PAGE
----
Interior Minister Priti Patel has backed the government’s plan to send immigrants to Rwanda, urging critics to come up with a better idea.
In a joint article with Rwandan Foreign Minister Vincent Biruta in The Times, Ms. Patel described her controversial plans as “bold and innovative.”
Under the new scheme, approved refugees will have to do so stay in Rwandanot to return to the UK և those who have been rejected by the Rwandan government will be deported.
It is mainly intended for adults, but families can send it together in exceptional circumstances.
The idea has been criticized by many, including the Archbishop of Canterbury Justin Welby, who said it was “ungodly.”
Archbishop Stephen Cotrell of York used his Easter sermon as “depressing and sad.”
Speaking on Easter Sunday, Mr Welby expressed concern about the idea, saying there were “serious ethical issues with sending asylum seekers abroad”.
His thoughts echoed those of Mr Cotrell, who said the UK could “do better than this” – “it is the people who exploit asylum seekers that the country must” put pressure on “.
In a joint article, Ms. Patel ոն Mr. Biruta said that “it is surprising that institutions that criticize the programs are unable to offer solutions” to address small boat crossings in the English Channel.
They continued to defend the scheme, saying: “It will disrupt the business model of organized crime, prevent migrants from endangering their lives.”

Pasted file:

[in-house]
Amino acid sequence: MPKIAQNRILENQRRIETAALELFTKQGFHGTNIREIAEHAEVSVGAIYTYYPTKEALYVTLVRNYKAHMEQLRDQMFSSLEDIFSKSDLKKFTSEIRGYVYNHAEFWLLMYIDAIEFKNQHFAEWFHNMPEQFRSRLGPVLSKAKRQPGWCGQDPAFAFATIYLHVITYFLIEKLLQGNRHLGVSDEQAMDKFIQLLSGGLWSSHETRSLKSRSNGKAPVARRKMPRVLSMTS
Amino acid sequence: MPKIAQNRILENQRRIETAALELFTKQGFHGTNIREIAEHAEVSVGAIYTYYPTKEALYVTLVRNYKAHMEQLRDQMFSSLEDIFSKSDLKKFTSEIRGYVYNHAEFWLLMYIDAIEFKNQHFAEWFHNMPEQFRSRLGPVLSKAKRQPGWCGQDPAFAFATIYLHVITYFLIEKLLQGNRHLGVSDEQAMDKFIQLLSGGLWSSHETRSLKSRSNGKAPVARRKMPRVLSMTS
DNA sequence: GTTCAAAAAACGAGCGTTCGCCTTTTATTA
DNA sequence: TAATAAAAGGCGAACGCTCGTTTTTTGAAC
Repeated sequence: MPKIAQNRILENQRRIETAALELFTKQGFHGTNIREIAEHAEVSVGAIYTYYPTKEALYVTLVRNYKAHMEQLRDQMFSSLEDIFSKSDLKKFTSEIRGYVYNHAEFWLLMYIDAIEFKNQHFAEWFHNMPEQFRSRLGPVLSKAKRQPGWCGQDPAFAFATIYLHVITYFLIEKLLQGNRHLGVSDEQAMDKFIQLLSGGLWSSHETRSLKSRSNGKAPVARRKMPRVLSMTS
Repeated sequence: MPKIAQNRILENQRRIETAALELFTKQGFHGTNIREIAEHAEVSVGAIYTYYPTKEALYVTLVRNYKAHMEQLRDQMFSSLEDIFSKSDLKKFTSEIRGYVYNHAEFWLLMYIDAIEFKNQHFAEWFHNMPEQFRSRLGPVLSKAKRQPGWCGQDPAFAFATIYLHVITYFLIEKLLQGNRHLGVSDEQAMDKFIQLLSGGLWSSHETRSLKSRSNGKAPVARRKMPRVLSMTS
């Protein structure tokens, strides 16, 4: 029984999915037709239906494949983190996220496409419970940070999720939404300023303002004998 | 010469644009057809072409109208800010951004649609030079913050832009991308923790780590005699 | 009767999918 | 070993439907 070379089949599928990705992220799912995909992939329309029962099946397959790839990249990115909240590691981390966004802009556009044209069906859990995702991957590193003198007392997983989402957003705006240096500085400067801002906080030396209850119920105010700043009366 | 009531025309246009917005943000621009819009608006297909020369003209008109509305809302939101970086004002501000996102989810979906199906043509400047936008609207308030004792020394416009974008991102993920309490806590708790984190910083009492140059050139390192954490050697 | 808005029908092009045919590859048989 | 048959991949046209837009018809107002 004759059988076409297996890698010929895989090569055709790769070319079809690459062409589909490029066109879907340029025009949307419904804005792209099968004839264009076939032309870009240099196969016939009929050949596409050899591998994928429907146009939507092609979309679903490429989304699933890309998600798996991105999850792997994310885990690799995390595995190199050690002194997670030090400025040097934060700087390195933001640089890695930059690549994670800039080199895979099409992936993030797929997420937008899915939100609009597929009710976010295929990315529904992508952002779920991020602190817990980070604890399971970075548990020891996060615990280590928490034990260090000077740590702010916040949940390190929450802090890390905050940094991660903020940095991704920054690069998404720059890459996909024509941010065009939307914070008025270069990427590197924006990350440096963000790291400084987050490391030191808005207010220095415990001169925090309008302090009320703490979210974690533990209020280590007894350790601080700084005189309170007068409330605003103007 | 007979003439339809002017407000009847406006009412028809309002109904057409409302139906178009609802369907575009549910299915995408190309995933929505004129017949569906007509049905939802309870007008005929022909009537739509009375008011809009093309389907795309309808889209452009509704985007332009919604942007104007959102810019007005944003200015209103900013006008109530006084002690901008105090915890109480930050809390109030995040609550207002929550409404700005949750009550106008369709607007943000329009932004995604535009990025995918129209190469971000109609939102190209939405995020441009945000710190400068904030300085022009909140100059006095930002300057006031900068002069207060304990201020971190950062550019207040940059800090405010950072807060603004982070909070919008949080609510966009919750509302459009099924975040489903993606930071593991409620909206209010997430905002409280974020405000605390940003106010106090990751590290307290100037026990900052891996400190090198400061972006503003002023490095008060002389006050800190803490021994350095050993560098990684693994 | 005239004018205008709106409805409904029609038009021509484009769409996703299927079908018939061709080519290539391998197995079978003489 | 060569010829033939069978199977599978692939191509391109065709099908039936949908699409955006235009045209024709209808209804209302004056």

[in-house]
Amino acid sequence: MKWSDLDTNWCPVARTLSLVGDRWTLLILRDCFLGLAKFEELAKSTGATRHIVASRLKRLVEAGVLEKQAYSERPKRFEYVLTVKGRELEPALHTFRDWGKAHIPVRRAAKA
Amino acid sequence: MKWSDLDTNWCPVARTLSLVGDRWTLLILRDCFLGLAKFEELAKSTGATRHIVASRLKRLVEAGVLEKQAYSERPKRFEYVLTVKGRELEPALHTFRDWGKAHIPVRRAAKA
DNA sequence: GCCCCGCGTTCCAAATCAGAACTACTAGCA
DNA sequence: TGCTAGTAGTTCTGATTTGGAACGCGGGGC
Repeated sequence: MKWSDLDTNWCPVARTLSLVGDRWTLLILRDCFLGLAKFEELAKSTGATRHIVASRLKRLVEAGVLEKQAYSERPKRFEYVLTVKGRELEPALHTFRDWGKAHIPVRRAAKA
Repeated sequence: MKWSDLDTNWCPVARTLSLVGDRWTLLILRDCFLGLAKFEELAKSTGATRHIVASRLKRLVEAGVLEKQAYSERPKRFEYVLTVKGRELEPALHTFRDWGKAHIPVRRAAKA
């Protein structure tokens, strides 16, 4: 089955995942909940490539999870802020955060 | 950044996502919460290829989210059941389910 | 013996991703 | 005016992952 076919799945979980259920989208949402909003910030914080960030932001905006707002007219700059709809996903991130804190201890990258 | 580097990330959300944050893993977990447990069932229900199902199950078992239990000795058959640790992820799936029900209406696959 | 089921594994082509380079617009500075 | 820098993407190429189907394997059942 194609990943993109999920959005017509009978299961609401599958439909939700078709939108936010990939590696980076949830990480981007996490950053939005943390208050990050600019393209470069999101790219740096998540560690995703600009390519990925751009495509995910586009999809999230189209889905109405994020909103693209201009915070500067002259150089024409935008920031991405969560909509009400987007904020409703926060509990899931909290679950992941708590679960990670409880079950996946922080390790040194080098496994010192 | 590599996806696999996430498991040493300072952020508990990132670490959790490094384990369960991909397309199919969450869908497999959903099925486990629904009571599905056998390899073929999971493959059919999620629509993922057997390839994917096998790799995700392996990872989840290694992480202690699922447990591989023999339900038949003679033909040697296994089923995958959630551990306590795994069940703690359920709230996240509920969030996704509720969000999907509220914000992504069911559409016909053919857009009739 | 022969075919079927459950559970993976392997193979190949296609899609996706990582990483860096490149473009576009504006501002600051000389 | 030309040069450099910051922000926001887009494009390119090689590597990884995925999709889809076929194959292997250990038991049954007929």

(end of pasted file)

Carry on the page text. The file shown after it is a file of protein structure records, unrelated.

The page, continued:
Energy Secretary Greg Hands reiterated the government’s challenge to those opposed to politics when he appeared on Sky News on Monday.
Mr. Hands said. “What the others, the critics of this plan, have to do is show what their solution will be.
“We now have a position where last year 28,500 people illegally crossed the channel to this country, which is compared to only 300 in 2018.
“Growing problem. “With this agreement with Rwanda, we have taken a bold, innovative step to take action here. I think the British are supporting that.”
He denied that Britain was relinquishing its responsibilities, saying “this is an agreement between the two sovereign states” and that Rwanda “has a very good record of accepting refugees”.
Politics is unlikely to achieve the government’s goals, says the Thor MP
Conservative MPs have widely supported the programs, but they have been criticized by Labor politicians and human rights groups. United Nations.
Some Tory lawmakers have suggested on Twitter that religious leaders should stay out of politics, saying the two archbishops had crossed the line.
Government Minister Jacob Rees-Mogg suggested that the Archbishop of Canterbury had misunderstood the aims of the policy, adding that the government was “taking on a very difficult responsibility”.
However, former Secretary of State Andrew Mitchell, who serves as Sutton Coldfield MP, said he had “tremendous sympathy” for the government but that the policy was unlikely to achieve its goals.
“What worries me about Rwanda’s policy is that it will not achieve what they are striving for, it will be terribly expensive, we have to be very careful about taxpayers’ money right now,” he said.
Mr Mitchell added that the “danger” was that Britain would no longer be a beacon in a “terrible, difficult world” for those fleeing persecution to rely on their own salvation.
The first migrants are expected to be sent to Rwanda by charter flight in MayHowever, it may be delayed as the government anticipates legal challenges to the partnership.
Find a Better Plan Than Rwanda Migrant Plan Patel Challenges Critics | UK news
Source Find a Better Plan Than Rwanda Migrant Plan Patel Challenges Critics | UK news